By Maria Lane
Schreiber High School senior Chris Pantelias eagerly awaits the review of his Eagle Scout service project, which he started in late 2018.
On a blistering cold morning this past December, Pantelias stood over a worktable in his garage. It was piled high with the wood, nails and tools Pantelias needed to build a food donation box that would ultimately be placed in front of Stop & Shop.
“I wanted to give back and help the less fortunate so they have more food in the winter months,” said Pantelias.
Hearing that kind of sentiment coming from Pantelias isn’t surprising. He’s a Boy Scout leader in Troop 7 in Port Washington. Giving back to the community is one of the driving forces of the Boy Scouts. In fact, creating the food donation box is part of Pantelias’ Eagle Scout Service Project.
“Becoming an Eagle Scout is the top award a young person can receive in Scouting,” said Andy Johns, the Scoutmaster of Troop 7.
Pantelias has been building up to this moment ever since he joined the Scouts in ninth grade. Over the years, he achieved rank advancement by earning merit badges in various categories such as Emergency Preparedness, First Aid and Citizenship in the Community. To be an Eagle Scout you must earn at least 21 merit badges. He also took on various leadership roles that demonstrated his adherence to the Scouting ideals including trustworthiness, loyalty, bravery and more.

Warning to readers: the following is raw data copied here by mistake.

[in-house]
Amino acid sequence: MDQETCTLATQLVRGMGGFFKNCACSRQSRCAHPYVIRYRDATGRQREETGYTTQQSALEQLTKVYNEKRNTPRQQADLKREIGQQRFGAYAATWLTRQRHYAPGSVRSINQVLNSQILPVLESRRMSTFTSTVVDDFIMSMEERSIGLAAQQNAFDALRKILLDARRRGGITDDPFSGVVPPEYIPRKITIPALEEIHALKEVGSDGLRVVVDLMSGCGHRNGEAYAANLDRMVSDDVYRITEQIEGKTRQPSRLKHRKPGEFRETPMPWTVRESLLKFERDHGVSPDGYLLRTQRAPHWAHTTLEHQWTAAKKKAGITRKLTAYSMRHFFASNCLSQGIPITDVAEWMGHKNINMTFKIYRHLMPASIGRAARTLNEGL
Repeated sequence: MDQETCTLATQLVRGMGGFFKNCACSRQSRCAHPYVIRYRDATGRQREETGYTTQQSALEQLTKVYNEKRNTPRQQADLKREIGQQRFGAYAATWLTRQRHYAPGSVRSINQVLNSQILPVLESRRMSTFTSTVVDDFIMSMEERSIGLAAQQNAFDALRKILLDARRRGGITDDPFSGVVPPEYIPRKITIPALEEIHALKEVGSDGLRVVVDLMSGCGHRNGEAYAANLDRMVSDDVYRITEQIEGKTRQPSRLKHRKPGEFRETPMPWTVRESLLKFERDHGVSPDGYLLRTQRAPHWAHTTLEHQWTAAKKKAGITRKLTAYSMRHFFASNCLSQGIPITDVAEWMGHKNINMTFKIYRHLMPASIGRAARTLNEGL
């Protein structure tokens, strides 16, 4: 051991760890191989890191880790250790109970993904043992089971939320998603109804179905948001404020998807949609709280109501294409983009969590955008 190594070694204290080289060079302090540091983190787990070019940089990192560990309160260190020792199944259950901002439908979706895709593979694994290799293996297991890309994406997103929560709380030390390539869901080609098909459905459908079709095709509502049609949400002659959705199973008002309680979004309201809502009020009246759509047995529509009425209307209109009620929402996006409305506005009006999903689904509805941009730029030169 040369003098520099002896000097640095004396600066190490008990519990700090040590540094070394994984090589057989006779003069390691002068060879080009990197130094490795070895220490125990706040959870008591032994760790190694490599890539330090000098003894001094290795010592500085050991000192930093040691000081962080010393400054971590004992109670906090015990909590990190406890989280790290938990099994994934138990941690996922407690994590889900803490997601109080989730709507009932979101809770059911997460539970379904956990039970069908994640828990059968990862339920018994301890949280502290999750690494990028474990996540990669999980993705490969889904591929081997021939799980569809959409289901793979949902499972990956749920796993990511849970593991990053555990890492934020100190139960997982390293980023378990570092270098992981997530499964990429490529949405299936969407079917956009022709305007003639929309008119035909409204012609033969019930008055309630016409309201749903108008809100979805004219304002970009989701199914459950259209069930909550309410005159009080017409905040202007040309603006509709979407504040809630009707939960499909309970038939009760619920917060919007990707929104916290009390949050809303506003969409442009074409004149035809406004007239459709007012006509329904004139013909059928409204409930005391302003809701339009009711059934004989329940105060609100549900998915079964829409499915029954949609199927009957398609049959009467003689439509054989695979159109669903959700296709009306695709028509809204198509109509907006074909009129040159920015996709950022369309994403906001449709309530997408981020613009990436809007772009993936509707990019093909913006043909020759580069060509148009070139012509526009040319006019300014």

A key element in the Eagle Scout process is the planning and execution of a significant service project that benefits the community.
For his project, Pantelias came up with the Food Donation box.
“I coordinated with Our Lady of Fatima Food Pantry and Stop & Shop,” Pantelias said. “I presented a plan to Stop & Shop with a proposal, drawings and diagrams.”
Stop & Shop approved the plan and Pantelias was all set to start building his project when he hit a snag.
“The manager who approved the plan left Stop & Shop,” said Pantelias. “Now I had to try and get the new manager on board with the project.”
Boy Scouts are nothing if not prepared. Using the leadership skills he honed throughout his Boy Scout life, Pantelias presented his project a second time. Once again it was approved.
So, Pantelias, along with several other members of Troop 7 gathered in the garage to build the Food Donation Box. The following day, they set it up in front of Stop & Shop and spent a few hours standing out front telling shoppers about the project and how they could donate.
With his service project completed, the final step of the process is the board of review.
“The Eagle Scout candidate meets with three or four community leaders from outside the Troop to discuss various things such as their Scouting journey and their career aspirations,” said Johns. “It’s not intended to be a test per se, but rather more of a celebration of this tremendous achievement.”
Once he achieves this goal, Pantelias will join the ranks of other Eagle Scouts including President Gerald Ford, Astronaut Neil Armstrong and former NYC Mayor Michael Bloomberg.
Troop 7 meets on Wednesday nights at the United Methodist Church of Port Washington throughout the school year. For more information, visit www.troop7bsa.com.
Maria Lane is a writer, TV Producer and active parent in BSA Troop 7.